Food drive shortages spur creative meals

The post-Thanksgiving/pre-Christmas fall-off of food donations can create a challenge for any food bank and Julliette’s Place is no exception.

While this year the Daily Bread Food Bank raised 600,000 pounds of food and exceeded their goal by 100,000, financial donations only came in at $302,000, falling short of their goal of $500 000 dollars.

Food Bank Shortages
Julliette’s Place Women’s Advocate Ashley Lockyer stands in front of a near empty shelf in the shelter’s pantry. Lockyer has seen a noticeable decline in donations over the past few years.

As a result of all these factors, local organizations are finding creative ways to make up the shortfall while still serving healthy meals.

“We actually have a number of support agencies like public and private schools and daycare centres who will do a food drive for us,” said Margaret C. Haynes, executive director of Julliette’s Place, located near the Malvern Town Centre.

“And so we have that substitute for when the food drive is low.”

Since food donations consist of non-perishable goods, the meal management team at Julliette’s focuses much of their food budget on purchasing fresh fruits and vegetables.

By using a mixture of both for meals, the staff is able to keep costs low while still providing a variety of meals that incorporate multiple food groups and ingredients, Haynes says, adding that by incorporating a variety of other cheeses and vegetables into the familiar kid-favourite Kraft Dinner, clients are able to increase the taste and nutritional value but with a much lower cost.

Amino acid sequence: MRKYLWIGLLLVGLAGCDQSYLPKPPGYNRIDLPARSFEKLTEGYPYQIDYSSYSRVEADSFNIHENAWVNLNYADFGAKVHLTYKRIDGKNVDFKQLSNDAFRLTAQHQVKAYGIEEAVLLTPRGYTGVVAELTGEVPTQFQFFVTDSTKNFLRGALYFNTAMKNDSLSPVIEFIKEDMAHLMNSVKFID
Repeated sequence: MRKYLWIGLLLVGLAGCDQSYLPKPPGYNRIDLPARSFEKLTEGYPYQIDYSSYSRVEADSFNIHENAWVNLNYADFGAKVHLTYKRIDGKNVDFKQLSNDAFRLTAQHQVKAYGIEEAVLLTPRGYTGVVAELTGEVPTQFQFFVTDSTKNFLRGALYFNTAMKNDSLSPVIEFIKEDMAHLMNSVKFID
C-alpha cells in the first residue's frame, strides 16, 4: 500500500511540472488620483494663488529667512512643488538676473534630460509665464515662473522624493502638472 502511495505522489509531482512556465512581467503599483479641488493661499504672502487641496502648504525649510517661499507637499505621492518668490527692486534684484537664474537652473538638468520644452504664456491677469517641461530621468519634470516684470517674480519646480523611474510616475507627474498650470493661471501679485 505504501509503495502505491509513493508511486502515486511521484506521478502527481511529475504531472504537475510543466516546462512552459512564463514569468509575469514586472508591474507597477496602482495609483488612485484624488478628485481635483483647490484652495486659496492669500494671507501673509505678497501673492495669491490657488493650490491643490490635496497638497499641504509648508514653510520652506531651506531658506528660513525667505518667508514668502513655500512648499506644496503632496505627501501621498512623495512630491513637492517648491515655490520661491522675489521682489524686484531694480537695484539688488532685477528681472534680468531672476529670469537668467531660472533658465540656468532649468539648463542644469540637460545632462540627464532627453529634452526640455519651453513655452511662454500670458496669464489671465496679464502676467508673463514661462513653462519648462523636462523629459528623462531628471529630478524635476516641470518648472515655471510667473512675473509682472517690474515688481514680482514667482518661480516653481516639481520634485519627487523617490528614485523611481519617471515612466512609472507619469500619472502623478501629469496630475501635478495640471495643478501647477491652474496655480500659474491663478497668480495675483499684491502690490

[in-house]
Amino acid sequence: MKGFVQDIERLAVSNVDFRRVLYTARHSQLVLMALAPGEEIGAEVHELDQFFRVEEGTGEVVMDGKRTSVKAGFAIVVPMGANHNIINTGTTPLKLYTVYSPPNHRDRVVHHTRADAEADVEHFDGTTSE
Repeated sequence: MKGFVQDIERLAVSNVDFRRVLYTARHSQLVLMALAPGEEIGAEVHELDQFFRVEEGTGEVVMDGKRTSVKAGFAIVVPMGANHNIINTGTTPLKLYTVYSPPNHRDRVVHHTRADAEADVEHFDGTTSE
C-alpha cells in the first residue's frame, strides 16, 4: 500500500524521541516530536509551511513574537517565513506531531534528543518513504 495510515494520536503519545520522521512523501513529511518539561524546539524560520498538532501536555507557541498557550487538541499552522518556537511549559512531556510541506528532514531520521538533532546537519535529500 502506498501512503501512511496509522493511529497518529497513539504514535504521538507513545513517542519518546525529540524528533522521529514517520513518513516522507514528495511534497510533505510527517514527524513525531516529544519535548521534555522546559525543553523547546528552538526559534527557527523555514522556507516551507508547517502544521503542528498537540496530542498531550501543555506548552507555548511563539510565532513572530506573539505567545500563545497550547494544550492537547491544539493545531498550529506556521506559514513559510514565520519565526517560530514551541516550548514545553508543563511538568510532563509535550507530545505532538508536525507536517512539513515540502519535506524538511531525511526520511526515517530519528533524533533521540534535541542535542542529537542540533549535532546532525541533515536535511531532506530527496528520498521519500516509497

With 25 per cent of the shelter’s clients being vegetarian, Haynes also emphasized the popularity of items like canned chickpeas, red beans and fish as important sources of protein.

Registered dietician Shannon Wong said various assistance programs could help alleviate the difficulty of ensuring nutrition meals with limited resources. She recommends food bank patrons “definitely use Canada’s Food Guide as much as they possibly can.”

Wong also said local seminars with dieticians and nurses to help people learn how to properly combine different grain-based protein products. However, Wong also emphasized people pay extra attention to canned items.

“You have to be careful because they’re usually packed with sodium,” she said.

While Wong acknowledged the existence of healthier non-perishable options, products like multi-grain pastas and lower sodium soups often cost more than their lower nutrition counterparts and were less likely to be donated.

With such a large shortage and the next food drive happening during the Christmas season the Daily Bread Food Bank is encouraging the public to continue donations in the coming weeks. Non-perishable items like peanut butter, baby formula, and lentils can still be dropped off at any Real Canadian Superstore, Loblaws or fire hall.

For those who wish to donate directly to Julliette’s Place, appointments can be arranged by calling 416-203-0050.